Centralization, Focalization and Unwanted Consequences: Evaluating Chilean Employment Programs Abstract: This paper conducts direct tests for evaluating the performance of two types of emergency employment programs put in place in Chile since 1999. Our results suggest that decentralized and "market-driven" programs (subsidies for hiring and training) are more efficient than centralized (direct employment) programs in terms of productivity, but are targeted to people that are less vulnerable to unemployment. Direct employment programs result in moderate increases of the income of the participants' households. However, these increases may be outweighted by the costs (in present value) associated with unintended consequences (higher school drop-out and participation rates). If analyzed at the municipality level, centralized programs do not target municipalities with higher unemployment and vulnerability to unemployment, or even with lower median income levels, but appear to have a strong political component. Our results also suggest that the population targeted in direct employment programs is not more vulnerable to unemployment than the currently unemployed
No abstract is available for this item.
Volume (Year): 15 (2012)
Issue (Month): 1 (April)
|Contact details of provider:|| Postal: Casilla No967, Santiago|
Phone: (562) 670 2000
Fax: (562) 698 4847
Web page: http://www.bcentral.cl/
More information through EDIRC
References listed on IDEAS
Please report citation or reference errors to , or , if you are the registered author of the cited work, log in to your RePEc Author Service profile, click on "citations" and make appropriate adjustments.:
- Jyotsna Jalan & Martin Ravallion, 2000.
"Estimating the Benefit Incidence of an Antipoverty Program by Propensity Score Matching,"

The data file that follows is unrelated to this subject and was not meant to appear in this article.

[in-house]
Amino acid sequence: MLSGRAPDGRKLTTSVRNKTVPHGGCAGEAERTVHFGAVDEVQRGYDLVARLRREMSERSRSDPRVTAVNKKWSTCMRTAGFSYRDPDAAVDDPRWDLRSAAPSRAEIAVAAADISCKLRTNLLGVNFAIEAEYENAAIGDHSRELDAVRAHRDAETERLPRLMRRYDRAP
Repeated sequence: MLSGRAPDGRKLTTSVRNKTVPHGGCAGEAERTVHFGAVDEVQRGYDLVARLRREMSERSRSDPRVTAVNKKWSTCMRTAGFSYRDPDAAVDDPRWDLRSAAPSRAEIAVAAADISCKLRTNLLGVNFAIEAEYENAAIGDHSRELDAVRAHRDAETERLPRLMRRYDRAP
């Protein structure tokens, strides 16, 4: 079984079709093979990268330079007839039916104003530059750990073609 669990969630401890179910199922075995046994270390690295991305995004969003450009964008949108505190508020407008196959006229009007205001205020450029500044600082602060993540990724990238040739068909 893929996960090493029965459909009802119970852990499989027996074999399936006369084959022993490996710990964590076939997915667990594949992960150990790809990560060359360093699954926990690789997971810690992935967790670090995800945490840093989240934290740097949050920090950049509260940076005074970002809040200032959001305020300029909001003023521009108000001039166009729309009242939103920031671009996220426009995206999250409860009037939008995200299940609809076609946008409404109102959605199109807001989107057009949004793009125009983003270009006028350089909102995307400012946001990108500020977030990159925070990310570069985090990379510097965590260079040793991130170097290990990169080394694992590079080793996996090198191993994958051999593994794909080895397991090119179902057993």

Econometric Society World Congress 2000 Contributed Papers
0873, Econometric Society.
- Jalan, Jyotsna & Ravallion, Martin, 2003. "Estimating the Benefit Incidence of an Antipoverty Program by Propensity-Score Matching," Journal of Business & Economic Statistics, American Statistical Association, vol. 21(1), pages 19-30, January.
When requesting a correction, please mention this item's handle: RePEc:chb:bcchec:v:15:y:2012:i:1:p:76-89. See general information about how to correct material in RePEc.
For technical questions regarding this item, or to correct its authors, title, abstract, bibliographic or download information, contact: (Claudio Sepulveda)
If you have authored this item and are not yet registered with RePEc, we encourage you to do it here. This allows to link your profile to this item. It also allows you to accept potential citations to this item that we are uncertain about.
If references are entirely missing, you can add them using this form.
If the full references list an item that is present in RePEc, but the system did not link to it, you can help with this form.
If you know of missing items citing this one, you can help us creating those links by adding the relevant references in the same way as above, for each refering item. If you are a registered author of this item, you may also want to check the "citations" tab in your profile, as there may be some citations waiting for confirmation.
Please note that corrections may take a couple of weeks to filter through the various RePEc services.